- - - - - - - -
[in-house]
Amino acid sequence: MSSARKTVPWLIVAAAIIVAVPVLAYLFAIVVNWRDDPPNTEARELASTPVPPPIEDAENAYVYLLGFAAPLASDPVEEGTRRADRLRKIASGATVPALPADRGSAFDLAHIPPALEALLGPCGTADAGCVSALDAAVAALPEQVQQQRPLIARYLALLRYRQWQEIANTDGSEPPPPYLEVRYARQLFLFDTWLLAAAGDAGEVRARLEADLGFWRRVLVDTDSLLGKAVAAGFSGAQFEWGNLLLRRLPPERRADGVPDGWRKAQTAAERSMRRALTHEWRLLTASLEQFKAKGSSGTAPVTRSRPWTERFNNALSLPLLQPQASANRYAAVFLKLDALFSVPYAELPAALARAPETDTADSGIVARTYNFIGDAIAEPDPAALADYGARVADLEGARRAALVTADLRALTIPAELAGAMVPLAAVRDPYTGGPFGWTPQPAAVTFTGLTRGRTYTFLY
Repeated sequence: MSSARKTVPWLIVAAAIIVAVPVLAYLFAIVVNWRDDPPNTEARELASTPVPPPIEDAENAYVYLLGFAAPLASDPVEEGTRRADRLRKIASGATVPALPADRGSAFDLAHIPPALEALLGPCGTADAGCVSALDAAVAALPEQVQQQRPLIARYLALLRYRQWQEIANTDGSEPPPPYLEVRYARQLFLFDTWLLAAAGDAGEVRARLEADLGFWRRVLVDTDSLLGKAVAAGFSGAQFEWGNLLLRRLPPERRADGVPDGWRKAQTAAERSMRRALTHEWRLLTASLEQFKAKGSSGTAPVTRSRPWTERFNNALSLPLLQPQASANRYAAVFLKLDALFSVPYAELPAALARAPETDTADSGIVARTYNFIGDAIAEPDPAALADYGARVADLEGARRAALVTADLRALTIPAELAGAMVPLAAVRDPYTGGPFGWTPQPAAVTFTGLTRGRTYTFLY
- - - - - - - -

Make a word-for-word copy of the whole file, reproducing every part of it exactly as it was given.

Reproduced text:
[in-house]
Amino acid sequence: MSSARKTVPWLIVAAAIIVAVPVLAYLFAIVVNWRDDPPNTEARELASTPVPPPIEDAENAYVYLLGFAAPLASDPVEEGTRRADRLRKIASGATVPALPADRGSAFDLAHIPPALEALLGPCGTADAGCVSALDAAVAALPEQVQQQRPLIARYLALLRYRQWQEIANTDGSEPPPPYLEVRYARQLFLFDTWLLAAAGDAGEVRARLEADLGFWRRVLVDTDSLLGKAVAAGFSGAQFEWGNLLLRRLPPERRADGVPDGWRKAQTAAERSMRRALTHEWRLLTASLEQFKAKGSSGTAPVTRSRPWTERFNNALSLPLLQPQASANRYAAVFLKLDALFSVPYAELPAALARAPETDTADSGIVARTYNFIGDAIAEPDPAALADYGARVADLEGARRAALVTADLRALTIPAELAGAMVPLAAVRDPYTGGPFGWTPQPAAVTFTGLTRGRTYTFLY
Repeated sequence: MSSARKTVPWLIVAAAIIVAVPVLAYLFAIVVNWRDDPPNTEARELASTPVPPPIEDAENAYVYLLGFAAPLASDPVEEGTRRADRLRKIASGATVPALPADRGSAFDLAHIPPALEALLGPCGTADAGCVSALDAAVAALPEQVQQQRPLIARYLALLRYRQWQEIANTDGSEPPPPYLEVRYARQLFLFDTWLLAAAGDAGEVRARLEADLGFWRRVLVDTDSLLGKAVAAGFSGAQFEWGNLLLRRLPPERRADGVPDGWRKAQTAAERSMRRALTHEWRLLTASLEQFKAKGSSGTAPVTRSRPWTERFNNALSLPLLQPQASANRYAAVFLKLDALFSVPYAELPAALARAPETDTADSGIVARTYNFIGDAIAEPDPAALADYGARVADLEGARRAALVTADLRALTIPAELAGAMVPLAAVRDPYTGGPFGWTPQPAAVTFTGLTRGRTYTFLY